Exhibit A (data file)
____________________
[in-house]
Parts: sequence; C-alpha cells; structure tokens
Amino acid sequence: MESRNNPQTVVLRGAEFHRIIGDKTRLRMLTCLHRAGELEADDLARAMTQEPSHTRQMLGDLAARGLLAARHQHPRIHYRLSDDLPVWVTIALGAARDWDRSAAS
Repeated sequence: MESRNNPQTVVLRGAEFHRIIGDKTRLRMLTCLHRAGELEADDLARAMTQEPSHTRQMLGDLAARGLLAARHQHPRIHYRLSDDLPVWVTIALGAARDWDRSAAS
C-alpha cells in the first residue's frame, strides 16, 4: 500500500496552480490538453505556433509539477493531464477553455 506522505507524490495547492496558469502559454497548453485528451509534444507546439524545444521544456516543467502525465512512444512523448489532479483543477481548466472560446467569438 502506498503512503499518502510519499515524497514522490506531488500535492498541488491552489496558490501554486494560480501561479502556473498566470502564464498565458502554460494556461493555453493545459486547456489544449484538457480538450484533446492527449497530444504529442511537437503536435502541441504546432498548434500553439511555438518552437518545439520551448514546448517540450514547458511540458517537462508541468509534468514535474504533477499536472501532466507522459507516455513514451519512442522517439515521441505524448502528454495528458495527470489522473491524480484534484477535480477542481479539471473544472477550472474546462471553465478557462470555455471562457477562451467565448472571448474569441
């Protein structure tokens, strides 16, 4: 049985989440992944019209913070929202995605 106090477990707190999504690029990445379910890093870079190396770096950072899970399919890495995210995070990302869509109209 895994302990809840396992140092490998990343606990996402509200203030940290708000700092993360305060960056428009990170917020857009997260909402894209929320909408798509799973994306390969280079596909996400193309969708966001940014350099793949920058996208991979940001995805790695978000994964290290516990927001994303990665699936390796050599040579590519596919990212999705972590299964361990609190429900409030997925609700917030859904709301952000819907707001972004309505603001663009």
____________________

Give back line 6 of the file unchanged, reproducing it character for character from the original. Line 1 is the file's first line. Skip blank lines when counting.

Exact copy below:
């Protein structure tokens, strides 16, 4: 049985989440992944019209913070929202995605 106090477990707190999504690029990445379910890093870079190396770096950072899970399919890495995210995070990302869509109209 895994302990809840396992140092490998990343606990996402509200203030940290708000700092993360305060960056428009990170917020857009997260909402894209929320909408798509799973994306390969280079596909996400193309969708966001940014350099793949920058996208991979940001995805790695978000994964290290516990927001994303990665699936390796050599040579590519596919990212999705972590299964361990609190429900409030997925609700917030859904709301952000819907707001972004309505603001663009």